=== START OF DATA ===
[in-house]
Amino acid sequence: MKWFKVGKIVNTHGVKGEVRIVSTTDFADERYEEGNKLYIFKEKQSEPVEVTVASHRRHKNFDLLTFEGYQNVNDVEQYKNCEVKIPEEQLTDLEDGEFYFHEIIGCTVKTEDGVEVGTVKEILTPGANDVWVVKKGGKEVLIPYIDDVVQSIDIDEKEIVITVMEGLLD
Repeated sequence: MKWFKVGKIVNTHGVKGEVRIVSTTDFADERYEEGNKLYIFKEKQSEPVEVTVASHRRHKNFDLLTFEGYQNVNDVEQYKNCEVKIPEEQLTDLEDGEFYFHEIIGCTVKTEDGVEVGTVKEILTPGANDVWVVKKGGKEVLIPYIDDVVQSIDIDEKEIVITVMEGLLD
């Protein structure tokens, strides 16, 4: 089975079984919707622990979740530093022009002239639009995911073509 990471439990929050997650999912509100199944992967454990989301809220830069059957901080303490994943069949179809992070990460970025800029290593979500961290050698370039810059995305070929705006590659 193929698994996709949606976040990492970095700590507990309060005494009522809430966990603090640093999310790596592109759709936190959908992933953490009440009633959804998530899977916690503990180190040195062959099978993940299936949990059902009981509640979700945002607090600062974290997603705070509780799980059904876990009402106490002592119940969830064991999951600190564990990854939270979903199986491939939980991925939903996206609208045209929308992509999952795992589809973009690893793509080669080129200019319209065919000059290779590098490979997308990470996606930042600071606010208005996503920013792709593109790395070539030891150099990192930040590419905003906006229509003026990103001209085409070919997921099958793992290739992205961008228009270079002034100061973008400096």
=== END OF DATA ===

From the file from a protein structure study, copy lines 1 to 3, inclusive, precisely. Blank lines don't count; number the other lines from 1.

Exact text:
[in-house]
Amino acid sequence: MKWFKVGKIVNTHGVKGEVRIVSTTDFADERYEEGNKLYIFKEKQSEPVEVTVASHRRHKNFDLLTFEGYQNVNDVEQYKNCEVKIPEEQLTDLEDGEFYFHEIIGCTVKTEDGVEVGTVKEILTPGANDVWVVKKGGKEVLIPYIDDVVQSIDIDEKEIVITVMEGLLD
Repeated sequence: MKWFKVGKIVNTHGVKGEVRIVSTTDFADERYEEGNKLYIFKEKQSEPVEVTVASHRRHKNFDLLTFEGYQNVNDVEQYKNCEVKIPEEQLTDLEDGEFYFHEIIGCTVKTEDGVEVGTVKEILTPGANDVWVVKKGGKEVLIPYIDDVVQSIDIDEKEIVITVMEGLLD